RBZ adds US$20m to gold facility

Livingstone Marufu Business Reporter
THE Reserve Bank of Zimbabwe has doubled its small-scale gold support facility to US$40 million to help the sector reach the 28-tonne target for 2017.

This year, small-scale producers are angling to deliver more than 10 tonnes of gold.

RBZ Governor Dr John Mangudya told The Sunday Mail Business last week that, “We are enhancing the gold support facility for small to medium scale producers from US$20 million to US$40 million.

“This facility is being enhanced on account of the importance of the gold sector to the Zimbabwean economy and the fact that the Bank is pleased by the current utilisation of the existing facility which stands at US$12,5 million.

“Thus, this measure, together with the five percent export incentive scheme and the positive effect of compliance monitoring by the Gold Monitoring Committee, is designed to increase gold production.”

He said the five percent export incentive and the positive impact of the Gold Monitoring Committee had lifted exports of the yellow metal.

Although last year’s 23-tonne gold output was just below the projected 24 tonnes, export earnings for the sector topped US$1billion.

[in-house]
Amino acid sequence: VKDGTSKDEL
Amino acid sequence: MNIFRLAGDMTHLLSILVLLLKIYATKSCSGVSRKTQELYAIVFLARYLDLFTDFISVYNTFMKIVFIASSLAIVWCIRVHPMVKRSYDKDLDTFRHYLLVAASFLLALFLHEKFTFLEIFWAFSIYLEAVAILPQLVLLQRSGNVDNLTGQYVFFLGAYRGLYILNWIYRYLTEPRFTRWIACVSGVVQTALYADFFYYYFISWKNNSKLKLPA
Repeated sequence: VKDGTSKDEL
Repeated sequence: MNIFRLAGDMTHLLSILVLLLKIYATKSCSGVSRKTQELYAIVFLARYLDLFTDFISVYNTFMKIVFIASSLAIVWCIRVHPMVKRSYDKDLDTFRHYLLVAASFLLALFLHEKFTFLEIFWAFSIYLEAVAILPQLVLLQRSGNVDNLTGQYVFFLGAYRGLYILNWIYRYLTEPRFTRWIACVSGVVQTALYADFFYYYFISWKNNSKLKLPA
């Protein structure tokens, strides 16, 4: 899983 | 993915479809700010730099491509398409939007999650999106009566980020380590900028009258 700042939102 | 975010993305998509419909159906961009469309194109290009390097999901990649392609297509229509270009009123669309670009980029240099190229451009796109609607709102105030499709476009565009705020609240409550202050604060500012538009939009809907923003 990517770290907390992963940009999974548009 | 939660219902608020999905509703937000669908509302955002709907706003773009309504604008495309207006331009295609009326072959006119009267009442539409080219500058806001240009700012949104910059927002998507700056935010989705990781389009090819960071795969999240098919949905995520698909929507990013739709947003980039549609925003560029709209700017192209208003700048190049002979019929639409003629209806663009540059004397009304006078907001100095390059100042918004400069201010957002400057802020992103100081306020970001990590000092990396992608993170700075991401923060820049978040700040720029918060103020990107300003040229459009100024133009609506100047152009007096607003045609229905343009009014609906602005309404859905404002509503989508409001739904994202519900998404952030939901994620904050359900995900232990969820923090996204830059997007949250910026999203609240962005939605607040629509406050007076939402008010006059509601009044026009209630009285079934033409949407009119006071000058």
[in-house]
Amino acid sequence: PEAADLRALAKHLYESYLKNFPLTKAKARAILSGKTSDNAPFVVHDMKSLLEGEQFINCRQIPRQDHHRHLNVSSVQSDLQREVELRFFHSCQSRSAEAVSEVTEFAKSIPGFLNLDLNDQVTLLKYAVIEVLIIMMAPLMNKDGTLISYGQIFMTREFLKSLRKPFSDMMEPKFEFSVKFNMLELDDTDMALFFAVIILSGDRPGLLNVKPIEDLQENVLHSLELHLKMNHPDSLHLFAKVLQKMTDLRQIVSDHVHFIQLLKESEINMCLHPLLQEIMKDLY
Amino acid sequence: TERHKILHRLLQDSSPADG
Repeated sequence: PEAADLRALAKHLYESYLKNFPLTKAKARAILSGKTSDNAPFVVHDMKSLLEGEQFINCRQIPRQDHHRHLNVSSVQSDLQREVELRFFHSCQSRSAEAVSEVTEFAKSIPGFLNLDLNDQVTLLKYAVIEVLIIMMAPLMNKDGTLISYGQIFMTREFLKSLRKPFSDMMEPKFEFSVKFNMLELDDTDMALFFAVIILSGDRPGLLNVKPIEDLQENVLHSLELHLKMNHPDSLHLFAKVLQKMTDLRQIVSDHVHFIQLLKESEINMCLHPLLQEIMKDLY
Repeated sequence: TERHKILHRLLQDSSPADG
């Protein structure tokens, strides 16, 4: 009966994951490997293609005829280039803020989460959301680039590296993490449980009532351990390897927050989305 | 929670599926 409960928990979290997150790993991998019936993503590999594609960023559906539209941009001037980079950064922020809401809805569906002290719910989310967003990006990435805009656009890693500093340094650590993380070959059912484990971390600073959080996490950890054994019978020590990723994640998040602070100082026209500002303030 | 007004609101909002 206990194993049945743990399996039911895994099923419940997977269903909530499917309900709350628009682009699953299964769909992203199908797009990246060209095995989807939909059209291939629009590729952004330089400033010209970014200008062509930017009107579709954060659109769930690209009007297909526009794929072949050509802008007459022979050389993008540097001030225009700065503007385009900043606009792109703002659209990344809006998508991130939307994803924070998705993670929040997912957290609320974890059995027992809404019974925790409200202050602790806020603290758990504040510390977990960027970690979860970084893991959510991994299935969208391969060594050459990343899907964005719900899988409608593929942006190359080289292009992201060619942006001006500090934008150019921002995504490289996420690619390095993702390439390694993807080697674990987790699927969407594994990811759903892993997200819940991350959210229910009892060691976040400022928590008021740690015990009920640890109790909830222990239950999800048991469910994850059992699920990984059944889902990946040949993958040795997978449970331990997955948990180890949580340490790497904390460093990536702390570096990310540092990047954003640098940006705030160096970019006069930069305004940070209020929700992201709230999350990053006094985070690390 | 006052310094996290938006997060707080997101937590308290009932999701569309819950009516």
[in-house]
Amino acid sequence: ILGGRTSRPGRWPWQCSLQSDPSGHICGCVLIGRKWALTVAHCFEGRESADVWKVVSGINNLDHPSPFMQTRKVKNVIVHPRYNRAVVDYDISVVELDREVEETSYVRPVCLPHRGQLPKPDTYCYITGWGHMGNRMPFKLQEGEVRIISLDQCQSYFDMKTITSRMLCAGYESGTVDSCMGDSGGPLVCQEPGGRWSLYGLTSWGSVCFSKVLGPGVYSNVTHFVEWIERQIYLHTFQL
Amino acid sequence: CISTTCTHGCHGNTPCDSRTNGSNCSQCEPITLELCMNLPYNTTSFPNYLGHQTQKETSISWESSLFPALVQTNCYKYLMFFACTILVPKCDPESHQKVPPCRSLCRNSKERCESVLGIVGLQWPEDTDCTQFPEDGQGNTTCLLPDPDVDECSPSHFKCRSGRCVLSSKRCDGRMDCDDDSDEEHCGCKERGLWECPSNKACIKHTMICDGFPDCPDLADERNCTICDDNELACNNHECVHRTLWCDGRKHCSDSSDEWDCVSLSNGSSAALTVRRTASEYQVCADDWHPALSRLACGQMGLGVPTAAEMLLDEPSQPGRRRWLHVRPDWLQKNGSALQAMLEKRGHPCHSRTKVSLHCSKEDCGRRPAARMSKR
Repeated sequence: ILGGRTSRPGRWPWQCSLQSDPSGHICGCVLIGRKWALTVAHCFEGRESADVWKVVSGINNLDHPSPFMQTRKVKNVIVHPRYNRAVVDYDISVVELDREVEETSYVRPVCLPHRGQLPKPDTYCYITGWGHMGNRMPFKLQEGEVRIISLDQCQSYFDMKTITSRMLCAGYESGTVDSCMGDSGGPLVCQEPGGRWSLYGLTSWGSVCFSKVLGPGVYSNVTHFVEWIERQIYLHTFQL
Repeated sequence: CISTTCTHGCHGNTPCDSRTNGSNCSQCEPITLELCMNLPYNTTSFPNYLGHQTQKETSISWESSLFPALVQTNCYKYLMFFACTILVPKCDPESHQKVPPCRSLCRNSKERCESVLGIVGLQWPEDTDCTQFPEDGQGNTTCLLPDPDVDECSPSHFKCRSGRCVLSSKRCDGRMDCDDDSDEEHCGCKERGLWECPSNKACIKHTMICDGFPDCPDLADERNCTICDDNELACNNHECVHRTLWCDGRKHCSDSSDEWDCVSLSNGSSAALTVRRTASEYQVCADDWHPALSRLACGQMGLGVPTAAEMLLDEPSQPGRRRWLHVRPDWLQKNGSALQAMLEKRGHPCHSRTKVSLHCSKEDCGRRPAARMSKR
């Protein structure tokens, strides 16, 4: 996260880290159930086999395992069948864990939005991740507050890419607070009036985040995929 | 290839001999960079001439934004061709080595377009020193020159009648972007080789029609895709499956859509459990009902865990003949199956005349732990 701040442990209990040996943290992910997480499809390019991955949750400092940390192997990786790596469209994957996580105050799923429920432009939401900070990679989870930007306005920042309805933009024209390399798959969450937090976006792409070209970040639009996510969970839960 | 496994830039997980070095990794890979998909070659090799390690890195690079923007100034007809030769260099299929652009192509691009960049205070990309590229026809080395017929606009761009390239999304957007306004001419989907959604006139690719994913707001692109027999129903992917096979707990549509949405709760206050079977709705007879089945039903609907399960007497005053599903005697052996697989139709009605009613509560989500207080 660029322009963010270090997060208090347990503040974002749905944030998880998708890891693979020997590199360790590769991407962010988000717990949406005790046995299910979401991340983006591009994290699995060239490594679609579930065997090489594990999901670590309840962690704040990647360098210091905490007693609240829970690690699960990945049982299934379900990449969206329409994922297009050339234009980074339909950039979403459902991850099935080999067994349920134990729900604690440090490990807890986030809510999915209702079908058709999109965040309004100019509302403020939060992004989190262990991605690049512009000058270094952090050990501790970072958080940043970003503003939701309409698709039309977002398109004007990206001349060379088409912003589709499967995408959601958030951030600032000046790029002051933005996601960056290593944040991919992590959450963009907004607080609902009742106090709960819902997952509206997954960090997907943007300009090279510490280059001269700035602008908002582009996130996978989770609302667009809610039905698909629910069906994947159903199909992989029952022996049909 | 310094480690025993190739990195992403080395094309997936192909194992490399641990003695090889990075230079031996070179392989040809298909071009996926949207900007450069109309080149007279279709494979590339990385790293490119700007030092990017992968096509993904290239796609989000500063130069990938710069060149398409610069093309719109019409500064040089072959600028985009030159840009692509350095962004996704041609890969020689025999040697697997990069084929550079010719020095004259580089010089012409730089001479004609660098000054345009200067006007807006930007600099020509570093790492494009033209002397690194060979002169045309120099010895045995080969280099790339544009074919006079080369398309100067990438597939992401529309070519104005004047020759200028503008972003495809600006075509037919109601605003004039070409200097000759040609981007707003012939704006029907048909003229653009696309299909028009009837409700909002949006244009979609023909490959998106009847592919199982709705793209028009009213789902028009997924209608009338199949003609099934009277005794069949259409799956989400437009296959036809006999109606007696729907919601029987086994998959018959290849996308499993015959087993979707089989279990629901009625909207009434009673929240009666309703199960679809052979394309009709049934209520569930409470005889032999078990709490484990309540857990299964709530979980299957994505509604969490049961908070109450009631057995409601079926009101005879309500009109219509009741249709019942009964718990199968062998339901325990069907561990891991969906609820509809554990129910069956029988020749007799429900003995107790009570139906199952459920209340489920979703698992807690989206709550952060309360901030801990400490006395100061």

The central bank believes that given the improved operating environment in 2017, small-scale producers will surpass 10 tonnes in 2017 from 9,7 tonnes last year.

Last year’s performance represented remarkable growth in deliveries by artisanal miners from 7,5 tonnes in 2015.

The gold support facility is revolving fund supported by gold sales and Government is working on additional incentives that include scrapping royalties.

Fidelity Printers and Refiners (FPR) — the RBZ’s gold-buying unit — has bought six vehicles to collect gold from miners in remote areas like Mudzi and Mutawatawa in Mashonaland East province.

FPR has also scrapped its five-gramme minimum and now buys any quantity of gold.

As the apex bank pushes for decriminalisation of the gold trade, it is also encouraging small-scale miners to open bank accounts that can be used to track performance for future funding initiatives.

Fluid and Power Technologies MD Mr Shephard Kembo said last week the carrot approach by the central bank would resonate with small-scale producers.

“What the RBZ is doing is a smart of way of killing two birds with one stone: incentivising the producer to increase output while at the same time coaxing them to formalise their operations. This couldn’t have happened at a better time. Formalising businesses naturally helps to boost he mainstream economy,” said Mr Kembo.

Gold accounted for 47 percent of mineral exports in 2016, up from 40 percent in 2015.

The country’s primary large-scale gold producers accounted for 55 percent of gold output in 2016, the same as 2015; while the contribution of small-scale producers increased from 36 percent in 2015 to 40 percent in 2016.

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